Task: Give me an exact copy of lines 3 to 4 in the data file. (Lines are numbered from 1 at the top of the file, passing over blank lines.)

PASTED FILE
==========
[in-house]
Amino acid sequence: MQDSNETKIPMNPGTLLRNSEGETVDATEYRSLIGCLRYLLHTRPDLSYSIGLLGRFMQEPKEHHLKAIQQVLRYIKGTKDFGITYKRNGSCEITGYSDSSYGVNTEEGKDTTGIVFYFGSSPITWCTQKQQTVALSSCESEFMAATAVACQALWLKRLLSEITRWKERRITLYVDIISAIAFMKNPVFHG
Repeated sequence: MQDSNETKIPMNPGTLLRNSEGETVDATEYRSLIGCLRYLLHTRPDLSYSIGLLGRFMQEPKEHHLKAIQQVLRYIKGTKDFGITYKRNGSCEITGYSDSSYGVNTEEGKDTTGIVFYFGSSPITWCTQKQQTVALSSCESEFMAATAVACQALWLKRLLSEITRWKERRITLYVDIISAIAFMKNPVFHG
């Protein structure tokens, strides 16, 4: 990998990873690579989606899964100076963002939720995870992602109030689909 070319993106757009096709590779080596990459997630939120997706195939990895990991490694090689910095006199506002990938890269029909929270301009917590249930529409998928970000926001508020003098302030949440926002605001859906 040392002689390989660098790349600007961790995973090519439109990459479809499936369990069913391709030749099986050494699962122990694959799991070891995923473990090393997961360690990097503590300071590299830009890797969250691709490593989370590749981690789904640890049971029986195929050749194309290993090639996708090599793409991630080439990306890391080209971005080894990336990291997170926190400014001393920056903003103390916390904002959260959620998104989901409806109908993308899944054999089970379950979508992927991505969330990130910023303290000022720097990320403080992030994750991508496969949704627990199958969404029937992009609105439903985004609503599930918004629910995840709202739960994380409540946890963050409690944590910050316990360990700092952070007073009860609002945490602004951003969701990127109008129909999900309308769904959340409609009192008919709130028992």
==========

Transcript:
Repeated sequence: MQDSNETKIPMNPGTLLRNSEGETVDATEYRSLIGCLRYLLHTRPDLSYSIGLLGRFMQEPKEHHLKAIQQVLRYIKGTKDFGITYKRNGSCEITGYSDSSYGVNTEEGKDTTGIVFYFGSSPITWCTQKQQTVALSSCESEFMAATAVACQALWLKRLLSEITRWKERRITLYVDIISAIAFMKNPVFHG
């Protein structure tokens, strides 16, 4: 990998990873690579989606899964100076963002939720995870992602109030689909 070319993106757009096709590779080596990459997630939120997706195939990895990991490694090689910095006199506002990938890269029909929270301009917590249930529409998928970000926001508020003098302030949440926002605001859906 040392002689390989660098790349600007961790995973090519439109990459479809499936369990069913391709030749099986050494699962122990694959799991070891995923473990090393997961360690990097503590300071590299830009890797969250691709490593989370590749981690789904640890049971029986195929050749194309290993090639996708090599793409991630080439990306890391080209971005080894990336990291997170926190400014001393920056903003103390916390904002959260959620998104989901409806109908993308899944054999089970379950979508992927991505969330990130910023303290000022720097990320403080992030994750991508496969949704627990199958969404029937992009609105439903985004609503599930918004629910995840709202739960994380409540946890963050409690944590910050316990360990700092952070007073009860609002945490602004951003969701990127109008129909999900309308769904959340409609009192008919709130028992």